Friday, 3 April 2020
A haircut for the airlines industries?
It's a sign of the times when I put Malthus into Google just to refresh memory the first dozen entries were about a contemporary singer or entertainer. However, adding Thomas R produced the following summary of his theory:
Populations [have] a tendency to grow until the lower class suffered hardship, want and greater susceptibility to famine and disease, a view that is sometimes referred to as a Malthusian catastrophe.
Doubtless some of the more hard-hearted population pessimists will take satisfaction in the likelihood that the present pandemic will diminish the world population mainly in the lower part of the triangle of wealth distribution.
Be that as it may, I think Malthusian doctrine has considerable relevance to the airlines industries.
Most airlines are begging their governments for financial rescue packages, and it is right that governments should respond - on the condition should be that, post crisis, the airline industry should be considerably smaller.
Whether that is achieved by letting some airlines go out of business, or requiring all airlines to take a haircut is a matter for negotiations.
For some time it has been obvious, becasue of the industry's contribution to the the climate crisis, that this outcome is desirable anyway. Not only do we need a much smaller industry, but there is no case for the expansion of Heathrow, Leeds-Bradford, or any other airport.
The overwhelming bulk of aircraft travel, certainly from the UK and other developed countries, is for tourism, leisure and pleasure.
With modern distance communication facilities there is very little need for business travel. A few people need to travel for work and some to maintain family connections. But, now we know what we know, there is no justification for the present vast industry to be maintained at its present size just to facilitate the fancies of we wealthy for sunshine, exotic experiences or sex.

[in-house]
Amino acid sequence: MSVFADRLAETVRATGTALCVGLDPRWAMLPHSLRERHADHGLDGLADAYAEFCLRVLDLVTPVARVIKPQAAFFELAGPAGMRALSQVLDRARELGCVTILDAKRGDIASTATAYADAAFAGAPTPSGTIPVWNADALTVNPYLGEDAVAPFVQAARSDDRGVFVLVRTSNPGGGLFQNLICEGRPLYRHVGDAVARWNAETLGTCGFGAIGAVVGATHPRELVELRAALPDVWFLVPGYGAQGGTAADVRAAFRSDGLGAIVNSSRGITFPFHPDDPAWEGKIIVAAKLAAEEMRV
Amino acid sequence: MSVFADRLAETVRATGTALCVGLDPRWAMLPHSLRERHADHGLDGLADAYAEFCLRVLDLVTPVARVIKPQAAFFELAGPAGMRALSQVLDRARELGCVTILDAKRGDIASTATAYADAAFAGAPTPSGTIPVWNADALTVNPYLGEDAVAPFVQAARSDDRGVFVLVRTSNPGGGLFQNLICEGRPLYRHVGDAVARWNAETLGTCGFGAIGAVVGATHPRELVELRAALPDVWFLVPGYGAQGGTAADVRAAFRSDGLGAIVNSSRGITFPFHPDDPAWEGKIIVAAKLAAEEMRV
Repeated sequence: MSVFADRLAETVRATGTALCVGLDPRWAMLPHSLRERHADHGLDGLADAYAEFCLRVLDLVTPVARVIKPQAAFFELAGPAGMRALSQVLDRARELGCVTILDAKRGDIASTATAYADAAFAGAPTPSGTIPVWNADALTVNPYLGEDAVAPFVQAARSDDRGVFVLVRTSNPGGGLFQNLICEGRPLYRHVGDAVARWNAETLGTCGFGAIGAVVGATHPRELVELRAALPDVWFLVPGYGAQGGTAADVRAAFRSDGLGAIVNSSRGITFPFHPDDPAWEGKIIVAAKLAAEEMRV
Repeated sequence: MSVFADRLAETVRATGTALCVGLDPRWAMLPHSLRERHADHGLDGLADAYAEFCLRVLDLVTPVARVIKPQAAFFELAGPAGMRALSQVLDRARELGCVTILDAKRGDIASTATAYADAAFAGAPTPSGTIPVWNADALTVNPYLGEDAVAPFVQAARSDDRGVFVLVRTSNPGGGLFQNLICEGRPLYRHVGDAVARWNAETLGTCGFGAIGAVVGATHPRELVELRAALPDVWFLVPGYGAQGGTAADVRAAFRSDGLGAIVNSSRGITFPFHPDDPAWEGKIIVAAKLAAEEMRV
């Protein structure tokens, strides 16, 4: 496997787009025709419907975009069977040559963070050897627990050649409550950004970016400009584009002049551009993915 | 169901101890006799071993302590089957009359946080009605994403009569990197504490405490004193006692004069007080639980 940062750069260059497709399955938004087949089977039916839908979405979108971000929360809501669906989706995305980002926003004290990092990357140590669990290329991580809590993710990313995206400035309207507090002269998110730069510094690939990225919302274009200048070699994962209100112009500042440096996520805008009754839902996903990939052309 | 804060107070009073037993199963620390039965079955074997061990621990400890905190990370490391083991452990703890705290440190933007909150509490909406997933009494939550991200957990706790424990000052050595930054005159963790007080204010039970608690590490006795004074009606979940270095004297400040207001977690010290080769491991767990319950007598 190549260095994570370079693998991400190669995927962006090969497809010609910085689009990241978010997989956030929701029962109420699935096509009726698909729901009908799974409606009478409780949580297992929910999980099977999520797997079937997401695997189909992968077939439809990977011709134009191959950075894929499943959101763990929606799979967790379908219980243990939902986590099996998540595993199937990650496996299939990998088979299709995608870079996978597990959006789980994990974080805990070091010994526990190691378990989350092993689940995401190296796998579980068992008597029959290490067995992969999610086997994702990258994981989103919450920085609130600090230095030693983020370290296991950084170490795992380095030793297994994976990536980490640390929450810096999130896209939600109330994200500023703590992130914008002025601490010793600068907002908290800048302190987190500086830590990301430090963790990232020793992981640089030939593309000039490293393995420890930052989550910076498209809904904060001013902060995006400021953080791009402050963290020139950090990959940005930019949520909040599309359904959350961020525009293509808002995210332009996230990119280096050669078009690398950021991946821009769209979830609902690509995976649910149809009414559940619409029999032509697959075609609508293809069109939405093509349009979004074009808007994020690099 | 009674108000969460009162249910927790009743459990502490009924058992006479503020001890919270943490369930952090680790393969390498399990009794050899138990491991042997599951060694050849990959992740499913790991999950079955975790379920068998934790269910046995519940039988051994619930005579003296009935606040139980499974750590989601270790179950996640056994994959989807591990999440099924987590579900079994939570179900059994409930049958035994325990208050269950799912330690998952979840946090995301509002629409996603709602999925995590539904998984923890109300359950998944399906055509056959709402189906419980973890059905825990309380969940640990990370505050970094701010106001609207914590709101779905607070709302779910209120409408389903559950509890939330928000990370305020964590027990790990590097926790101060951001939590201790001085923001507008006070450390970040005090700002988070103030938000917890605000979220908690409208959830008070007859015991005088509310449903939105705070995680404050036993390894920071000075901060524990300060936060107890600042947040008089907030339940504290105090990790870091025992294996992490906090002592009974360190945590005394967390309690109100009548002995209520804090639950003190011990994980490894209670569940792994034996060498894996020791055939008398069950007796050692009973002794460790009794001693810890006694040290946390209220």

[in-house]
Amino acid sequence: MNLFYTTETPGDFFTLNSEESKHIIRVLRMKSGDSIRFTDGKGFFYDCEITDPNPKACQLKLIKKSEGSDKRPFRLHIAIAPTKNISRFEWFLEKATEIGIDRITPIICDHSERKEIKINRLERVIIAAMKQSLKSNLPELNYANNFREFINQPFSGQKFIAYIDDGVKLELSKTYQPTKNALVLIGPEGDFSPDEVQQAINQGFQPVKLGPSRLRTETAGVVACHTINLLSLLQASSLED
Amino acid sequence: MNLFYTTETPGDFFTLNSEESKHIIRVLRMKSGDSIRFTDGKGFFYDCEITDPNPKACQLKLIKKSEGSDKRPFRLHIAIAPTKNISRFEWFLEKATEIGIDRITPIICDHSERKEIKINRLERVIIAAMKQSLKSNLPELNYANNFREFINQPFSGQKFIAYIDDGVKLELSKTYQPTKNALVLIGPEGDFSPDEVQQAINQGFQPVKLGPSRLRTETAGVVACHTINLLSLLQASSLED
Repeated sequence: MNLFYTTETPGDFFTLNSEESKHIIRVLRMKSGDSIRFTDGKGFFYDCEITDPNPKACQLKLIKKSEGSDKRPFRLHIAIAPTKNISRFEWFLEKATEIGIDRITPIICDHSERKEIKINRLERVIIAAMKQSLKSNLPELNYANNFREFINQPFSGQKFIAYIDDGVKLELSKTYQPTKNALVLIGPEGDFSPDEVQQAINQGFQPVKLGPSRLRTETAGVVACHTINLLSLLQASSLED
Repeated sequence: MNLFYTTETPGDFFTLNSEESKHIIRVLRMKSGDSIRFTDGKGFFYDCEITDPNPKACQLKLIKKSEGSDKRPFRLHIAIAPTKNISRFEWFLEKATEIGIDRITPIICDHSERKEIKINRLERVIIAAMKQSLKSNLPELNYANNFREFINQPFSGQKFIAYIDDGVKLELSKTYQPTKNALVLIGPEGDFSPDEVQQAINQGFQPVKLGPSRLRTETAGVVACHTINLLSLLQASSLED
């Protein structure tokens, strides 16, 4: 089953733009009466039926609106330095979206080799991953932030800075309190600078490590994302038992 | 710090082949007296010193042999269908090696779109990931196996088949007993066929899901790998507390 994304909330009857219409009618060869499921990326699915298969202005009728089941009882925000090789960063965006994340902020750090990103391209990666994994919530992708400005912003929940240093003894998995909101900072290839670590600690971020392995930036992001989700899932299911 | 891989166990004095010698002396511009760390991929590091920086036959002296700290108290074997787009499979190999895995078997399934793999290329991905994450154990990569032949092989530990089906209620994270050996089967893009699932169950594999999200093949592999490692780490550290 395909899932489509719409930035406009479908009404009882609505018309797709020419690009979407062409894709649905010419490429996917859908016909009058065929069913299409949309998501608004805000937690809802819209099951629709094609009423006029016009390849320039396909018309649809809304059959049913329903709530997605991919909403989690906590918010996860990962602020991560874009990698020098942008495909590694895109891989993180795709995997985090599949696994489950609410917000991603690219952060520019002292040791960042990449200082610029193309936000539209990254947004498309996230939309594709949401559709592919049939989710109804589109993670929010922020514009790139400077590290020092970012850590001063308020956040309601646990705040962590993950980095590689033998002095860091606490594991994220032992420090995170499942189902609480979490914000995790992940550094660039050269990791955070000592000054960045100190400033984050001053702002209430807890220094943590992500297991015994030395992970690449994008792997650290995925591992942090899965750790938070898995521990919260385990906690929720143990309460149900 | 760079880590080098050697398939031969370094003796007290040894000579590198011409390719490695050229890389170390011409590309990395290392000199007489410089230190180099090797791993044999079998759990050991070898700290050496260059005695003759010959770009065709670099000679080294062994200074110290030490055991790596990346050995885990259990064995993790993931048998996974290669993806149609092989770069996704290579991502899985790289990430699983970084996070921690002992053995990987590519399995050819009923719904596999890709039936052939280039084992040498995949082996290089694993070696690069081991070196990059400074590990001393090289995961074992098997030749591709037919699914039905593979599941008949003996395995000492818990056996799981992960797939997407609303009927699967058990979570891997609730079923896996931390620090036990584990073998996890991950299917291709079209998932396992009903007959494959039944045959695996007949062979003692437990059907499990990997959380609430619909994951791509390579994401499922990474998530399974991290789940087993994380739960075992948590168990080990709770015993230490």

The second reason that has now emerged is that when the causes of spread of the coronavirus are analysed it is pretty certain that international air travel will be found to have been a major contributor (perhaps along with cruises - that industry will probably need to take a haircut as well)
So in this context Malthus has turned out to be right. Nature is telling us something, and we should listen.
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To the contrary, I'm pretty sure that once it's safe to travel again the tourism, travel and aviation sectors are going to have a few bumper years like they've never seen. Not only is a global population that's been cooped up for months on end going to be desperate for travel, everyone who's ever wanted to visit somewhere but put it off to the future is going to carpe the Hell out of the diem.ReplyDelete
Most airlines should fall extremely far down the list for any taxpayer support. The only exceptions might be small regional airlines providing essential services to remote places - e.g. Lognair's flights to/from various Scottish islands.ReplyDelete
Certainly demand may well be high, but supply should be severely restricted if we are to behave sensibly. The exceptions you cite are among the few with a strong case for support if necessary.Delete
Certainly demand may well be high, but supply should be severely restricted if we are to behave sensiblyDelete
What a horrible attitude, that could only be enforced by totalitarian overruling of people's liberty. Fortunately it has no chance of being enacted.
I'm sure there'll be a lot of selfish opposition but it's just one of the the restraints we need to exercise if we are to avoid frying the planet. Get real.Delete
Every totalitarian dictator thinks they are enslaving the population for their own good, because they are intelligent and understand that the common people are too stupid to be trusted with liberty.Delete
After all, if they were as smart as you they'd realise it was for their own good, wouldn't they? But they aren't, so they must be forced to comply.
Fortunately I have faith that when this is over people will hold their liberties the more precious for the experience of having had to surrender them for a time, and react strongly against anyone who tries to tell them that they must be forced to 'exercise restraint'.